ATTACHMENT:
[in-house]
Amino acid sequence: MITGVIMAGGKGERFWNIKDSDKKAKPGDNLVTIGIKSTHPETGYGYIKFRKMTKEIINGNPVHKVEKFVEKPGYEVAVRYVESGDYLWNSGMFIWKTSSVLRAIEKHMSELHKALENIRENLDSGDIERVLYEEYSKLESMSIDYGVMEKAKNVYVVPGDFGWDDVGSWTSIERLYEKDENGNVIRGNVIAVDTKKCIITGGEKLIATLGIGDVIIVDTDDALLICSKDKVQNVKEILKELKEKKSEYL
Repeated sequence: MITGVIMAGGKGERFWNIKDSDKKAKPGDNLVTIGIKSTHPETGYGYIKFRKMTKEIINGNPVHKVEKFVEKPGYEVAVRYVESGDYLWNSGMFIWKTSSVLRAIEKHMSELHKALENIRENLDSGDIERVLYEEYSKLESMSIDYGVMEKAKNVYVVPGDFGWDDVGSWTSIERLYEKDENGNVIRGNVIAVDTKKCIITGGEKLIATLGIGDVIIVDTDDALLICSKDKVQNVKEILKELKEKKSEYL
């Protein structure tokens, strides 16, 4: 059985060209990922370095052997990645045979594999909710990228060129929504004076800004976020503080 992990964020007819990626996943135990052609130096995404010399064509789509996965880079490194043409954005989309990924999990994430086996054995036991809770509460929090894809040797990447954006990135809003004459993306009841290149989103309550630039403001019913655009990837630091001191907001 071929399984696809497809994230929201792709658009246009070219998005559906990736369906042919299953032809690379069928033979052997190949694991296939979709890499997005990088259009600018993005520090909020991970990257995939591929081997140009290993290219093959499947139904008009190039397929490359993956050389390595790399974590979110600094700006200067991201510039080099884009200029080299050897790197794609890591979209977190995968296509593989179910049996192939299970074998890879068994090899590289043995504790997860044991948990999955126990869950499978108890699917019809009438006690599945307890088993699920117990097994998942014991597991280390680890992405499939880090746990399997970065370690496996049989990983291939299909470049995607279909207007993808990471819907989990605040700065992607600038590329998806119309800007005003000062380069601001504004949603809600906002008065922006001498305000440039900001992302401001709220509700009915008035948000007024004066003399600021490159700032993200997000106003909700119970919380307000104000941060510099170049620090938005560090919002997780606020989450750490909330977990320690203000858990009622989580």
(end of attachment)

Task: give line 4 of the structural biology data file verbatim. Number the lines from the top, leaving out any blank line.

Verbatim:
């Protein structure tokens, strides 16, 4: 059985060209990922370095052997990645045979594999909710990228060129929504004076800004976020503080 992990964020007819990626996943135990052609130096995404010399064509789509996965880079490194043409954005989309990924999990994430086996054995036991809770509460929090894809040797990447954006990135809003004459993306009841290149989103309550630039403001019913655009990837630091001191907001 071929399984696809497809994230929201792709658009246009070219998005559906990736369906042919299953032809690379069928033979052997190949694991296939979709890499997005990088259009600018993005520090909020991970990257995939591929081997140009290993290219093959499947139904008009190039397929490359993956050389390595790399974590979110600094700006200067991201510039080099884009200029080299050897790197794609890591979209977190995968296509593989179910049996192939299970074998890879068994090899590289043995504790997860044991948990999955126990869950499978108890699917019809009438006690599945307890088993699920117990097994998942014991597991280390680890992405499939880090746990399997970065370690496996049989990983291939299909470049995607279909207007993808990471819907989990605040700065992607600038590329998806119309800007005003000062380069601001504004949603809600906002008065922006001498305000440039900001992302401001709220509700009915008035948000007024004066003399600021490159700032993200997000106003909700119970919380307000104000941060510099170049620090938005560090919002997780606020989450750490909330977990320690203000858990009622989580």